• K. Kaczmarski (Rzeszow University of Technology, Rzeszów, Poland)
  • H. Kalász (Semmelweis University, Budapest, Hungary)
  • K. Karljiković Rajić (University of Belgrade, Belgrade, Serbia)
  • I. Klebovich (Semmelweis University, Budapest, Hungary)
  • A. Koch (Private Pharmacy, Hamburg, Germany)
  • Ł. Komsta (Medical University of Lublin, Lublin, Poland)
  • P. Kus (Univerity of Silesia, Katowice, Poland)
  • D. Mangelings (Free University of Brussels, Brussels, Belgium)
  • E. Mincsovics (Corvinus University of Budapest, Budapest, Hungary)
  • Á. M. Móricz (Centre for Agricultural Research, Budapest, Hungary)
  • G. Morlock (Giessen University, Giessen, Germany)
  • A. Petruczynik (Medical University of Lublin, Lublin, Poland)
  • R. Skibiński (Medical University of Lublin, Lublin, Poland)
  • B. Spangenberg (Offenburg University of Applied Sciences, Germany)
  • T. Tuzimski (Medical University of Lublin, Lublin, Poland)
  • Y. Vander Heyden (Free University of Brussels, Brussels, Belgium)
  • A. Voelkel (Poznań University of Technology, Poznań, Poland)
  • B. Walczak (University of Silesia, Katowice, Poland)
  • W. Wasiak (Adam Mickiewicz University, Poznań, Poland)
  • I.G. Zenkevich (St. Petersburg State University, St. Petersburg, Russian Federation)

 

KOWALSKA, TERESA
E-mail: kowalska@us.edu.pl

SAJEWICZ, MIECZYSLAW
E-mail:msajewic@us.edu.pl

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2021  
Web of Science  
Total Cites
WoS
652
Journal Impact Factor 2,011
Rank by Impact Factor Chemistry, Analytical 66/87
Impact Factor
without
Journal Self Cites
1,789
5 Year
Impact Factor
1,350
Journal Citation Indicator 0,40
Rank by Journal Citation Indicator Chemistry, Analytical 72/99
Scimago  
Scimago
H-index
29
Scimago
Journal Rank
0,27
Scimago Quartile Score Chemistry (miscellaneous) (Q3)
Scopus  
Scopus
Cite Score
2,8
Scopus
CIte Score Rank
General Chemistry 210/409 (Q3)
Scopus
SNIP
0,586

2020
 
Total Cites
650
WoS
Journal
Impact Factor
1,639
Rank by
Chemistry, Analytical 71/83 (Q4)
Impact Factor
 
Impact Factor
1,412
without
Journal Self Cites
5 Year
1,301
Impact Factor
Journal
0,34
Citation Indicator
 
Rank by Journal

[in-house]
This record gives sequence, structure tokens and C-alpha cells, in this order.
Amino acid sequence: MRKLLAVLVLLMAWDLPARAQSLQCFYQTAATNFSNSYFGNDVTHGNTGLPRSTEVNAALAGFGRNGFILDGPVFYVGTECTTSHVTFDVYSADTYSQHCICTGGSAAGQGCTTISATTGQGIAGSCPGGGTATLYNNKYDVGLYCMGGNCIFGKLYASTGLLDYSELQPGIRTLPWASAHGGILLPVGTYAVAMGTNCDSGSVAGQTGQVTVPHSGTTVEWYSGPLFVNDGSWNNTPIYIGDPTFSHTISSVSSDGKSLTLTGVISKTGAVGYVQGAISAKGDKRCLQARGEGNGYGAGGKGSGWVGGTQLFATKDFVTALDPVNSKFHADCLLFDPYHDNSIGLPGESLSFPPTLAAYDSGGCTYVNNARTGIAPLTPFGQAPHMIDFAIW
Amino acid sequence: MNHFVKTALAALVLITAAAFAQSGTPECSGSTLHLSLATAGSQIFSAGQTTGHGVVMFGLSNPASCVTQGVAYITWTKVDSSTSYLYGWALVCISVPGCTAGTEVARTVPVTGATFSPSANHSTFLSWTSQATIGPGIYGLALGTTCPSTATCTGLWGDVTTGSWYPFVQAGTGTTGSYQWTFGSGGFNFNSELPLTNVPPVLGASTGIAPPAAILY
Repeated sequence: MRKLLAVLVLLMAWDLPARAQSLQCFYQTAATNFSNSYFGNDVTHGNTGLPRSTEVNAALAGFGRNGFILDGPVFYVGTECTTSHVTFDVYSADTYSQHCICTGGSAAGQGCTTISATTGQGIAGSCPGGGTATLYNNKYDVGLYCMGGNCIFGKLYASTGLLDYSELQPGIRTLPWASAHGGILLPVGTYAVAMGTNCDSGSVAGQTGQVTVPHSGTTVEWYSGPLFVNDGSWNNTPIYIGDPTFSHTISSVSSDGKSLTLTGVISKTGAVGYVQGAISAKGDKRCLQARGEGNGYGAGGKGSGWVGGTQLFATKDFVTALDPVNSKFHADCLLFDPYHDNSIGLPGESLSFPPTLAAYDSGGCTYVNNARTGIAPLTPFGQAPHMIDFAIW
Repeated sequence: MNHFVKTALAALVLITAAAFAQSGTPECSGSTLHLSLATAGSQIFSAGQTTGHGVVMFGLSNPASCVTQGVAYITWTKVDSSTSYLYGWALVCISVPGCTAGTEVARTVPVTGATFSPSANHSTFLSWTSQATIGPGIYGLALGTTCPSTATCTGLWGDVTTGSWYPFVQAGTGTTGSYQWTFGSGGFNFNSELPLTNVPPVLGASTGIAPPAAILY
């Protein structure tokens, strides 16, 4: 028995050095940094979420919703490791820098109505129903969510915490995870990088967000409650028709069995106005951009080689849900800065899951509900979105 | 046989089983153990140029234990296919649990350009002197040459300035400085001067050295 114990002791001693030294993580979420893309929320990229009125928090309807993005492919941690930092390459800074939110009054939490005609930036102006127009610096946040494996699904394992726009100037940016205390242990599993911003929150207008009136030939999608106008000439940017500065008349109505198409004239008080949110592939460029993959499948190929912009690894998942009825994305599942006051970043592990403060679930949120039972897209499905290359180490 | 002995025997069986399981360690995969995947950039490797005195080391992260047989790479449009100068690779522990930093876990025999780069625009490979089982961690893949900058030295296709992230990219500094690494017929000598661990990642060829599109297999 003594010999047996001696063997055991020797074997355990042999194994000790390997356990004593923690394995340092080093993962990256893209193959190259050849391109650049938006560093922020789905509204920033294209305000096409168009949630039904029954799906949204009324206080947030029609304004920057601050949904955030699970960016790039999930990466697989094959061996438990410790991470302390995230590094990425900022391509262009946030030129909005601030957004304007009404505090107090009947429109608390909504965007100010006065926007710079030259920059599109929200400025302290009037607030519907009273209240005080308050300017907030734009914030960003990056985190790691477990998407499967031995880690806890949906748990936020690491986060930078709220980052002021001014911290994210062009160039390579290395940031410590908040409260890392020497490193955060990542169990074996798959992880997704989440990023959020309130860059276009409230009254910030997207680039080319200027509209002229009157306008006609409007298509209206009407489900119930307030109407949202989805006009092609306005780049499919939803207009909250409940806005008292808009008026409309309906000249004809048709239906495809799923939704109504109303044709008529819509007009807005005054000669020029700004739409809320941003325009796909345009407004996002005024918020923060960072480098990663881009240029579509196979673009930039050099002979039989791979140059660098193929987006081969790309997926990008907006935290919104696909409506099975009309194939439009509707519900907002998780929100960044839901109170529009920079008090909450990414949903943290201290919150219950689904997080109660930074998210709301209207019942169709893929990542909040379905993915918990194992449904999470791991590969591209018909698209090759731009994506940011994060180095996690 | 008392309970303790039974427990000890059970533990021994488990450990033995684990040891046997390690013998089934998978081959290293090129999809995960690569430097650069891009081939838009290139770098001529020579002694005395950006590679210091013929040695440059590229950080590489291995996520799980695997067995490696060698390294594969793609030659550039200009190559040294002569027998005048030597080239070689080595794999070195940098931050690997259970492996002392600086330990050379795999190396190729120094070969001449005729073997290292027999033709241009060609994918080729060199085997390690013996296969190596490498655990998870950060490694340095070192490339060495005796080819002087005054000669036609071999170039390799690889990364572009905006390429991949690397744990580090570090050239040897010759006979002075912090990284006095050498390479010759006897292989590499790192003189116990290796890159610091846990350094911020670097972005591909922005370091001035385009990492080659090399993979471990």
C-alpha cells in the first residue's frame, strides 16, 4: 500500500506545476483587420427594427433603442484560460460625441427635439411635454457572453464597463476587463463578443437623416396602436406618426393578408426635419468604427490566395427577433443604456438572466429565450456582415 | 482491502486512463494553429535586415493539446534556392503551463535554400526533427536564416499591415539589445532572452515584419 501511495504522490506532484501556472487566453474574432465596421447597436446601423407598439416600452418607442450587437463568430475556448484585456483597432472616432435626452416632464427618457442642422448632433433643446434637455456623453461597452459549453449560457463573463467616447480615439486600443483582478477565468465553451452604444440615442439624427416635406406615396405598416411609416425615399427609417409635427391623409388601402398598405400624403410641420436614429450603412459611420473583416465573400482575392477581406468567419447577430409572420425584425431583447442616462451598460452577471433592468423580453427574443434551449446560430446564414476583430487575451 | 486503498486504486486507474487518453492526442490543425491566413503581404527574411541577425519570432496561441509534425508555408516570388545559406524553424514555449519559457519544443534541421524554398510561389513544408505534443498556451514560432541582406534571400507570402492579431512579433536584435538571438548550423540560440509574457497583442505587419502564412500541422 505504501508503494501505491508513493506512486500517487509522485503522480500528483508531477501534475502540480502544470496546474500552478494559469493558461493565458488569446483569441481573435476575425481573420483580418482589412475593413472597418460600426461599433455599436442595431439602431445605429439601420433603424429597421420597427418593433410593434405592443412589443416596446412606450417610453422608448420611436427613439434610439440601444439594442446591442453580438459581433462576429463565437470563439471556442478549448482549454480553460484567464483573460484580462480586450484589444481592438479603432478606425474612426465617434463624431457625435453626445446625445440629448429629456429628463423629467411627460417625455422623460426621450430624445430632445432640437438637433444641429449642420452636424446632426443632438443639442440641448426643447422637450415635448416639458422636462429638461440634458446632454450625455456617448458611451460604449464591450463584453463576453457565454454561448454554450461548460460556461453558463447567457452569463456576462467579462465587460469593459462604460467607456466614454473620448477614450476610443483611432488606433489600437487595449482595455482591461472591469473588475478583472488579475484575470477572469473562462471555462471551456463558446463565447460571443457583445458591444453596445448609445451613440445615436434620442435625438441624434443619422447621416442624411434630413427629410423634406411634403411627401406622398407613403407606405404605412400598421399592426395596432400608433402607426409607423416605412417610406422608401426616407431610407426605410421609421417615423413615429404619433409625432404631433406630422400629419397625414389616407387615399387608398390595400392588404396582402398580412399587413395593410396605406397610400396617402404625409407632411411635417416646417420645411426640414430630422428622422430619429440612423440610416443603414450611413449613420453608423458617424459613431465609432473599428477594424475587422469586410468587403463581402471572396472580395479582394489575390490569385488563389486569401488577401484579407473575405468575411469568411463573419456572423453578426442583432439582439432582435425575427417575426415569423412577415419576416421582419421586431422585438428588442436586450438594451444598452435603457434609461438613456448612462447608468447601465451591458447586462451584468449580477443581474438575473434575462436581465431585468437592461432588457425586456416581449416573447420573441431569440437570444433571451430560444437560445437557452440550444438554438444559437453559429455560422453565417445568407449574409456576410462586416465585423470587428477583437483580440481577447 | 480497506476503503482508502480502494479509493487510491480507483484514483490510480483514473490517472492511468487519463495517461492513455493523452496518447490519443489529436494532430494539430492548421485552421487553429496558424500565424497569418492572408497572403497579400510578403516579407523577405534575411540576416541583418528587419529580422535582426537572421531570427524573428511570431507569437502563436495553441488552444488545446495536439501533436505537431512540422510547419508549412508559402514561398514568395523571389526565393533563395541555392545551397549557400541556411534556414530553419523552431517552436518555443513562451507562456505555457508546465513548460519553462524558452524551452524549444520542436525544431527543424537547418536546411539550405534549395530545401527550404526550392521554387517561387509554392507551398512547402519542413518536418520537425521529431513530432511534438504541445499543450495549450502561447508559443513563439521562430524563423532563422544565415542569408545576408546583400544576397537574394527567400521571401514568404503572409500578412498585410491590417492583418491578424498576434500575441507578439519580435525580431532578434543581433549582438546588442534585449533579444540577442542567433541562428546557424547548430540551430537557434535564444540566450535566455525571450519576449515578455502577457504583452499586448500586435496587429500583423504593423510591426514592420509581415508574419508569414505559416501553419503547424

Chemistry, Analytical 75/93 (Q4)
Citation Indicator
 
Citable
45
Items
Total
43
Articles
Total
2
Reviews
Scimago
28
H-index
Scimago
0,316
Journal Rank
Scimago
Chemistry (miscellaneous) Q3
Quartile Score
 
Scopus
393/181=2,2
Scite Score
 
Scopus
General Chemistry 215/398 (Q3)
Scite Score Rank
 
Scopus
0,560
SNIP
 
Days from
58
submission
 
to acceptance
 
Days from
68
acceptance
 
to publication
 
Acceptance
51%
Rate

2019  
Total Cites
WoS
495
Impact Factor 1,418
Impact Factor
without
Journal Self Cites
1,374
5 Year
Impact Factor
0,936
Immediacy
Index
0,460
Citable
Items
50
Total
Articles
50
Total
Reviews
0
Cited
Half-Life
6,2
Citing
Half-Life
8,3
Eigenfactor
Score
0,00048
Article Influence
Score
0,164
% Articles
in
Citable Items
100,00
Normalized
Eigenfactor
0,05895
Average
IF
Percentile
20,349
Scimago
H-index
26
Scimago
Journal Rank
0,255
Scopus
Scite Score
226/167=1,4
Scopus
Scite Score Rank
Chemistry (miscellaneous) 240/398 (Q3)
Scopus
SNIP
0,494
Acceptance
Rate
41%

 

Acta Chromatographica
Publication Model Online only
Gold Open Access
Submission Fee none
Article Processing Charge 400 EUR/article
Regional discounts on country of the funding agency World Bank Lower-middle-income economies: 50%
World Bank Low-income economies: 100%
Further Discounts Editorial Board / Advisory Board members: 50%
Corresponding authors, affiliated to an EISZ member institution subscribing to the journal package of Akadémiai Kiadó: 100%
Subscription Information Gold Open Access
Purchase per Title  

Acta Chromatographica
Language English
Size A4
Year of
Foundation
1992
Volumes
per Year
1
Issues
per Year
4
Founder Institute of Chemistry, University of Silesia
Founder's
Address
PL-40-007 Katowice, Poland, Bankowa 12
Publisher Akadémiai Kiadó
Publisher's
Address
H-1117 Budapest, Hungary 1516 Budapest, PO Box 245.
Responsible
Publisher
Chief Executive Officer, Akadémiai Kiadó
ISSN 2083-5736 (Online)

Monthly Content Usage

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Jun 2022 0 0 0
Jul 2022 0 0 0
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Sep 2022 0 103 32
Oct 2022 0 40 16
Nov 2022 0 35 6
Dec 2022 0 0 0